The Hands Have It
It is not clear what action Carpenter performs on the chair. This, combined with the quality of the photograph, work to shield the viewer’s eyes from the craft act. However, it is clear that Carpenter is making some kind of physical contact with his object. This cannot be an accident; rather, it overtly conveys the fact that Carpenter’s work has been made by his hands. I detect a posed quality in this photograph, perhaps due to the lack of clarity in Carpenter’s action, which only underlines the difficulty in capturing the transmission of an embodied knowledge.
The Object, Objectified
The finished “Captain’s chair” dominates the pictorial field. That the chair seems to screen Carpenter draws our attention to its presence, rather than that of its maker. By this measure, it also communicates a sense that Carpenter’s work speaks for him.
Photographer unknown, Art Carpenter in his Bolinas, California workshop, c.1982. Fine Woodworking Magazine.
There are two kinds of looking taking place in this photograph. Within the frame, Carpenter’s gaze is concentrated his making process. Outside the frame, the viewer looks at Carpenter looking at his chair. This image was featured as one of many supplements for a profile on Carpenter for the November/December 1982 issue of the Fine Woodworking magazine. The publication’s readership likely reflected their primary cover feature: a white, male woodworker.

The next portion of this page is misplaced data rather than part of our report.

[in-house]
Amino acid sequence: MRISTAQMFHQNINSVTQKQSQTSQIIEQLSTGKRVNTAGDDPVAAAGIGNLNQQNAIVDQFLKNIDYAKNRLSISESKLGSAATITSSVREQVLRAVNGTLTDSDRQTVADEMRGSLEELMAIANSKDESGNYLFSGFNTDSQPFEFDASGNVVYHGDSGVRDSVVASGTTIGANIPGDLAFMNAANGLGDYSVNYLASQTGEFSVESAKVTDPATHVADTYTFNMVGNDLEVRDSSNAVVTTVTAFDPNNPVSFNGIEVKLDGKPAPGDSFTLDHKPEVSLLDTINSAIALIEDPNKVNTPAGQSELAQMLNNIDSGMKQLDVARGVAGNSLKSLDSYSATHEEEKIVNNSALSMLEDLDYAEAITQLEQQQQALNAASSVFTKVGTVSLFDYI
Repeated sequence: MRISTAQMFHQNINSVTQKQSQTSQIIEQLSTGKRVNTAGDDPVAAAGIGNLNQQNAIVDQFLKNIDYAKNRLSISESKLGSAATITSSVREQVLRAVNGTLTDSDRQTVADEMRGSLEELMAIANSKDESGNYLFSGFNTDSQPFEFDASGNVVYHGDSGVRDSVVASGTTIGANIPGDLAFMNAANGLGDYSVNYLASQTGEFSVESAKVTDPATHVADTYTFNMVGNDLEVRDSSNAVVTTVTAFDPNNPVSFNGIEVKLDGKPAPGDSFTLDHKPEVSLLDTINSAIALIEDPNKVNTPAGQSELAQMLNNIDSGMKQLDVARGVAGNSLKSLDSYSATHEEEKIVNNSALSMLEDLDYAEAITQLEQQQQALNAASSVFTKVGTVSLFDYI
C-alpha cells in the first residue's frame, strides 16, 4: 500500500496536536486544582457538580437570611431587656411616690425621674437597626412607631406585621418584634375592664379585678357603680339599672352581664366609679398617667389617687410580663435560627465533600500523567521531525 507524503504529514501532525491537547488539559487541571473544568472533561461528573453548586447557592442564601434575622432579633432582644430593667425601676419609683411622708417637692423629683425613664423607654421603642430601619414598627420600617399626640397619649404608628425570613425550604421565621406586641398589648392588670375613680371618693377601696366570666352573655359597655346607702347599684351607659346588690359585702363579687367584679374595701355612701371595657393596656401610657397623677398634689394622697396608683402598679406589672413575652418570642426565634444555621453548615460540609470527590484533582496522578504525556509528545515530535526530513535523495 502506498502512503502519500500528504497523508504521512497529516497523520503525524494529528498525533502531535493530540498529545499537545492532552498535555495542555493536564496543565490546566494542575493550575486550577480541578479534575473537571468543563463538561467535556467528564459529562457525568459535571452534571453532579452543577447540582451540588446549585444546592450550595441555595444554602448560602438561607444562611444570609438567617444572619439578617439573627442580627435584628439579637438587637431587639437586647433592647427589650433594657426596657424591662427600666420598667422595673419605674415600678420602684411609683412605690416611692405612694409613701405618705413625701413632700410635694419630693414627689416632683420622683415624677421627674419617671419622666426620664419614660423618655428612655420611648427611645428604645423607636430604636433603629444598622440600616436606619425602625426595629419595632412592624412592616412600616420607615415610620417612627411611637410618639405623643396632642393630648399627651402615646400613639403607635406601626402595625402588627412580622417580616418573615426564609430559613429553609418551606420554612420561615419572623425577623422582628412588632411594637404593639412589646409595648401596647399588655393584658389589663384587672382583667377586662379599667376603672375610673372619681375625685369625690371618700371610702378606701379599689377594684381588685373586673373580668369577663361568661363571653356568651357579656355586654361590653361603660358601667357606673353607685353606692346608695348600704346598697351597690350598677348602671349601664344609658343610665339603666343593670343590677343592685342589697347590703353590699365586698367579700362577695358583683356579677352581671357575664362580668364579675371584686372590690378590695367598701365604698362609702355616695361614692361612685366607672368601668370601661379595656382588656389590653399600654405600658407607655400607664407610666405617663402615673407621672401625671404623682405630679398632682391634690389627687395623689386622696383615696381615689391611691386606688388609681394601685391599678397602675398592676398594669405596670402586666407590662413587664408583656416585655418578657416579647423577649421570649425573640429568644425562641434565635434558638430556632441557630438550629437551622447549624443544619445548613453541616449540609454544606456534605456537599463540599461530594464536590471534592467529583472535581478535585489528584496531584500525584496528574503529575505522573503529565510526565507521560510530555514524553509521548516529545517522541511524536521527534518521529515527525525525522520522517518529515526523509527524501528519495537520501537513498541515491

Why does this image matter?
“I sometimes resent the lack of immediacy in wood, and wish it were clay that I could squish and re-form, or paint that I could splash on in one stroke and there it would be…Wood is a very bullheaded material.”Art Carpenter, quoted by Rick Mastelli, 1982.1
This photograph has an almost archival purpose in the sense that it documents Carpenter at the conclusion of a making process. In the original spread, the photo to the left of this site’s featured photograph shows Carpenter standing approvingly beside his Captain’s chair in progress. The caption notes that the two photographs are two versions of the same chair taken seven months apart; taken together they record a sense of progression.
This series of photographs also stands in contrast to the 1952 image of Yanagi Soetsu around Bernard Leach clustered around Shoji Hamada because it shows a finished product. It offers the viewer a completed arc of making, an attempt to bridge their readership’s understanding of how Carpenter has transferred his knowledge from his body to a realized object.
Counter to the Culture
Rick Mastelli’s Fine Woodworking profile on Carpenter makes plain that the craftsman’s individualism functioned as a kind of activism; “Independence of thought requires independence of economics.”2 Carpenter’s individuality was communed onto the objects that he made in that he emphasized the handmade over the industrial.